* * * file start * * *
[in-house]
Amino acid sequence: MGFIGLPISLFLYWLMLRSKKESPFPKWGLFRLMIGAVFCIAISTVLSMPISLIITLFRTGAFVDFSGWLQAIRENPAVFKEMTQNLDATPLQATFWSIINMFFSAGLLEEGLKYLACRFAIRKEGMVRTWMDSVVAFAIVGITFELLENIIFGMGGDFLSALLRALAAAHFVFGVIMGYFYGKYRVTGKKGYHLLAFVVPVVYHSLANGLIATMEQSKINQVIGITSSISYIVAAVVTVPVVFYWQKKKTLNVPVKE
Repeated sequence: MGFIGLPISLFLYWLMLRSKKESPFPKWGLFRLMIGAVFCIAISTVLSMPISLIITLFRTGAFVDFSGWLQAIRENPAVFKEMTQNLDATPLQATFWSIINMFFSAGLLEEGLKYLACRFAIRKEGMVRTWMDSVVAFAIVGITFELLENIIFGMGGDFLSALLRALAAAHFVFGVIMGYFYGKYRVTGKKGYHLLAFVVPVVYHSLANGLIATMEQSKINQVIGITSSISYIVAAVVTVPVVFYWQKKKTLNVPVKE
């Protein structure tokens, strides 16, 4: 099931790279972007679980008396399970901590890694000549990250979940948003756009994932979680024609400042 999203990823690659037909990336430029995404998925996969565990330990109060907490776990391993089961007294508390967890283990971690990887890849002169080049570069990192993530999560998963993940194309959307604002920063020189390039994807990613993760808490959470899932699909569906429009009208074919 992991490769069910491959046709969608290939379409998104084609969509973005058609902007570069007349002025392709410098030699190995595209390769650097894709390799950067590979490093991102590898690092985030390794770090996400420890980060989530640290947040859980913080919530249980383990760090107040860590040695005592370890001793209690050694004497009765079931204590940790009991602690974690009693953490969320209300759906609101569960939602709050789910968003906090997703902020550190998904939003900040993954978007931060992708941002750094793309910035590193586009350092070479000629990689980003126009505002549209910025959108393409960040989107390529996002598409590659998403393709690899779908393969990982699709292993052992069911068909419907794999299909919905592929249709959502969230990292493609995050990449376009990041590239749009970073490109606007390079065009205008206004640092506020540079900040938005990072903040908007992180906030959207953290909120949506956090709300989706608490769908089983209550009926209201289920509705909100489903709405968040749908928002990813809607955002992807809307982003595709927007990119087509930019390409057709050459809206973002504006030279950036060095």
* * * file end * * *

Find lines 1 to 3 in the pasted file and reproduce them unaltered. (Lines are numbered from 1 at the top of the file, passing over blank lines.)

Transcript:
[in-house]
Amino acid sequence: MGFIGLPISLFLYWLMLRSKKESPFPKWGLFRLMIGAVFCIAISTVLSMPISLIITLFRTGAFVDFSGWLQAIRENPAVFKEMTQNLDATPLQATFWSIINMFFSAGLLEEGLKYLACRFAIRKEGMVRTWMDSVVAFAIVGITFELLENIIFGMGGDFLSALLRALAAAHFVFGVIMGYFYGKYRVTGKKGYHLLAFVVPVVYHSLANGLIATMEQSKINQVIGITSSISYIVAAVVTVPVVFYWQKKKTLNVPVKE
Repeated sequence: MGFIGLPISLFLYWLMLRSKKESPFPKWGLFRLMIGAVFCIAISTVLSMPISLIITLFRTGAFVDFSGWLQAIRENPAVFKEMTQNLDATPLQATFWSIINMFFSAGLLEEGLKYLACRFAIRKEGMVRTWMDSVVAFAIVGITFELLENIIFGMGGDFLSALLRALAAAHFVFGVIMGYFYGKYRVTGKKGYHLLAFVVPVVYHSLANGLIATMEQSKINQVIGITSSISYIVAAVVTVPVVFYWQKKKTLNVPVKE